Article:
His first "interviewee" was a potted plant sitting atop a bank counter. While waiting for the teller to return, Leslie Cabarga asked the plant, "How are you?" With the words of the plant's response forming clearly in his head, Cabarga heard, "Oh, not very well. We are trying our best to grow lushly and beautifully for everyone to appreciate but it is hard under the circumstances." As the author writes, "I looked around. Rows of fluorescent lights lined the ceiling. There was no natural illumination. The piped-in air was stagnant. I understood. The plant repeated its intention to do its best and I was struck both by its selfless resolve to fulfill its function, and the lack of resentment over its situation. This delicate little assortment of flowers was a kamikaze of love, fulfilling its obligation to its creator with every ounce of energy, and oblivion its only reward."
Leslie Cabarga then decided that when he'd interviewed at least fifty plants and trees, he would group them into a book. Ultimately the contents were edited down to just over thirty interviews. Author Comments: "Although I occasionally meet with skepticism when I talk about Talks With Trees, I've been gratified and sometimes amazed by the many people I meet who 'come out of the closet' by admitting their own love of trees and nature, and of their own experiences of deep spiritual communion-and conversations-with trees. 'Oh, I always talk to trees!' they'll tell me, 'Why, there was this one tree'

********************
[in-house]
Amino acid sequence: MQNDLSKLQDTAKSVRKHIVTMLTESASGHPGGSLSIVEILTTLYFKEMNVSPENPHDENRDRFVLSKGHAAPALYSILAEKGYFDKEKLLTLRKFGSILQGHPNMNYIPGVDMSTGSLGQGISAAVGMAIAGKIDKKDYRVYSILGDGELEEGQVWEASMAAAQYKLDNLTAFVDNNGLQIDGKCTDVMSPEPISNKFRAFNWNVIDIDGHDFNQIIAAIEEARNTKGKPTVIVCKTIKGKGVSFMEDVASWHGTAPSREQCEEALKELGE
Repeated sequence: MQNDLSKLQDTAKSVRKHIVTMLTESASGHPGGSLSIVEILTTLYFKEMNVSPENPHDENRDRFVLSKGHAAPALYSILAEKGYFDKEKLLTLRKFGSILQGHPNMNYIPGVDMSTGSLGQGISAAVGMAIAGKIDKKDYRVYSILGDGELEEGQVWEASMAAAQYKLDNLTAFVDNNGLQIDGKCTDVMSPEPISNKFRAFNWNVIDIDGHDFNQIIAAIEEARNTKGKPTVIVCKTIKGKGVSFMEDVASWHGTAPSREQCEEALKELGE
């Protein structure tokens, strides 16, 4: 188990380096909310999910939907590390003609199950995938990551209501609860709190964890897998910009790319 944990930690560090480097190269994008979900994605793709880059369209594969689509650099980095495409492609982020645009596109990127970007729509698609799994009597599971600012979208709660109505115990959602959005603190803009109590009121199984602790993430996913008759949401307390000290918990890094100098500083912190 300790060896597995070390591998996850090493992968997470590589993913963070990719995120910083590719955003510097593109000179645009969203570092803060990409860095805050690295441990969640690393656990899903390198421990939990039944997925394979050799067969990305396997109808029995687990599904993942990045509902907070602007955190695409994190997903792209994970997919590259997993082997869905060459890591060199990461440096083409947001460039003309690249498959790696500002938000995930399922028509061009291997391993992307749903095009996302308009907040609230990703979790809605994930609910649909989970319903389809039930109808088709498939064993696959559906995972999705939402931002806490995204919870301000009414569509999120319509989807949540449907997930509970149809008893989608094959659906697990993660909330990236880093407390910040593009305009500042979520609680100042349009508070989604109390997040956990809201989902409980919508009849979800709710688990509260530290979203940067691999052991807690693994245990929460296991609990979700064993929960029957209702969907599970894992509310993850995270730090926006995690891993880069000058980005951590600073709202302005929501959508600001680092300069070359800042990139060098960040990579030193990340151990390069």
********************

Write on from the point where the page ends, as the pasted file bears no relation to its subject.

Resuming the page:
"But nothing amazes me much these days, except the disbelief that so many still have around the subject of spirit communication. I like to ask, 'Hasn't the thought of someone suddenly come into your mind and the next minute the phone rings and it's them? Haven't you ever dreamt an event that later came true? Haven't you ever glimpsed a ghost or heard a noise or voice that you couldn't rationally explain?"
Almost everybody has had experiences of this sort at least once in their lives. And doesn't that indicate that there is more to life than the physical sciences can yet comprehend?...Continua